A Rare Books Exhibition for 50th Anniversary of the J. Willard Marriott Library
Curated by Lyuba Basin and Luise Poulton, 2018
Exhibition poster designed by Scott Beadles, 2018
Digital exhibition produced by Lyuba Basin, 2020
Rare Books joins in the celebration of the 50th anniversary of the J. Willard Marriott Library, recognizing the work of the Friends of the Library, past, present, and future, in its charge to keep our collections safe and growing at a time when digital matter consumes students and administrators alike.
JOHN R. PARK, UNIVERSITY PRESIDENT (1869–1892)
CATALOGUE OF BOOKS IN THE LIBRARY OF THE UNIVERSITY OF DESERET
University of Deseret
Salt Lake City, UT: Deseret News Steam Printing Establishment, 1875
Z664 S3 A3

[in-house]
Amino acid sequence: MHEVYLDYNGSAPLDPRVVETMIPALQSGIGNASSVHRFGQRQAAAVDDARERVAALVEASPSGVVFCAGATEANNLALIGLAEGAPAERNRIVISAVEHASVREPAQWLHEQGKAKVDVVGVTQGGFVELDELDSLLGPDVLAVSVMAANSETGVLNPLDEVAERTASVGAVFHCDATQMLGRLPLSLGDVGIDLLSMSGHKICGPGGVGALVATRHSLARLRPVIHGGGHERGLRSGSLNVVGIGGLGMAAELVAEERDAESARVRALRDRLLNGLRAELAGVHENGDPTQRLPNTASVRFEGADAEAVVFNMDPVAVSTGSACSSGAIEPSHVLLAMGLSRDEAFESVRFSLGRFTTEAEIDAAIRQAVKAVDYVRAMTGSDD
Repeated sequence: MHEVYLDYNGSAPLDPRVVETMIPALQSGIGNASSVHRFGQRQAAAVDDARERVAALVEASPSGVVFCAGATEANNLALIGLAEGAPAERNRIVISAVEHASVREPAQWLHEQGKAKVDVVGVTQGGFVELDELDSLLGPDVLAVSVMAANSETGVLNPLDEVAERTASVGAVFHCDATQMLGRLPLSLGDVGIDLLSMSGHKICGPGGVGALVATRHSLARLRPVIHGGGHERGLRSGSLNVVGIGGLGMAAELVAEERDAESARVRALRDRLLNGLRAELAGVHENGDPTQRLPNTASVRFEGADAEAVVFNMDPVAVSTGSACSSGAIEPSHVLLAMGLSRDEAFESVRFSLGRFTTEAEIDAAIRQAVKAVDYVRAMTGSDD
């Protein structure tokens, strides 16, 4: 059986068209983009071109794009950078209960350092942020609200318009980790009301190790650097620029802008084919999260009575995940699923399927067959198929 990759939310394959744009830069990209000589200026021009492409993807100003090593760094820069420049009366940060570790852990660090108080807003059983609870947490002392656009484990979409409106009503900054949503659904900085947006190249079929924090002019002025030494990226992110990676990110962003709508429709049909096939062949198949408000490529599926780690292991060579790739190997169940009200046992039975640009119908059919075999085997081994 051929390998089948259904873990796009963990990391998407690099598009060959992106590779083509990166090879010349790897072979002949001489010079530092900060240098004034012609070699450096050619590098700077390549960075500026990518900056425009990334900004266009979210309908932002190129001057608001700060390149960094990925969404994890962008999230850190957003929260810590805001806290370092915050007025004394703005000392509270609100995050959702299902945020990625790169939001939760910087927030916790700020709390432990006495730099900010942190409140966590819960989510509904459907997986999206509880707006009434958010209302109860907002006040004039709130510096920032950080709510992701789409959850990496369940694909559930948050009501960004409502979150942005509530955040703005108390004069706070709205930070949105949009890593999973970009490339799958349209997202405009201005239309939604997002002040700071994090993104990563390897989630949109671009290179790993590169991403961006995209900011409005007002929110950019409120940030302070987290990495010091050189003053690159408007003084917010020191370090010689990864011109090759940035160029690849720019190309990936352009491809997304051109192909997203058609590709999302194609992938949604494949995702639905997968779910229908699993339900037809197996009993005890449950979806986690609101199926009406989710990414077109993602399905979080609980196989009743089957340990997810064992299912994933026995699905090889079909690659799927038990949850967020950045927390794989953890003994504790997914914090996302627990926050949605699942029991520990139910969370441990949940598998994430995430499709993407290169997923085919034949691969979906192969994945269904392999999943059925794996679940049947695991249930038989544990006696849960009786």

Within a few short years of their arrival in the Salt Lake valley in 1847, the Mormon pioneers took the first halting steps toward establishing a university. The University of Deseret, as it was to be called, was created by an act of the General Assembly of the State of Deseret on February 28, 1850. Some years later, under President John R. Park, the University of Deseret finally began to set down solid roots in the community. During the twenty-year years President Park held his position, he donated hundreds of books from his personal library to the University’s, developing the origins of the Marriott Library we know today. Many of those books still remain in what is now called the John R. Park Collection, distributed within the Rare Books Department and located within this 1875 catalogue of books from the University of Deseret. Alphabetically arranged and including a supplement, the catalog describes the library’s regulations in the early years of the University: “To obtain any book from the Library, look in the Catalogue for its number, under the Initial Letter of its Title, Author’s name, or the Subject of which it treats; report your name, with the number of the book as found in the Catalogue, to the Librarian, who will obtain the book for you.”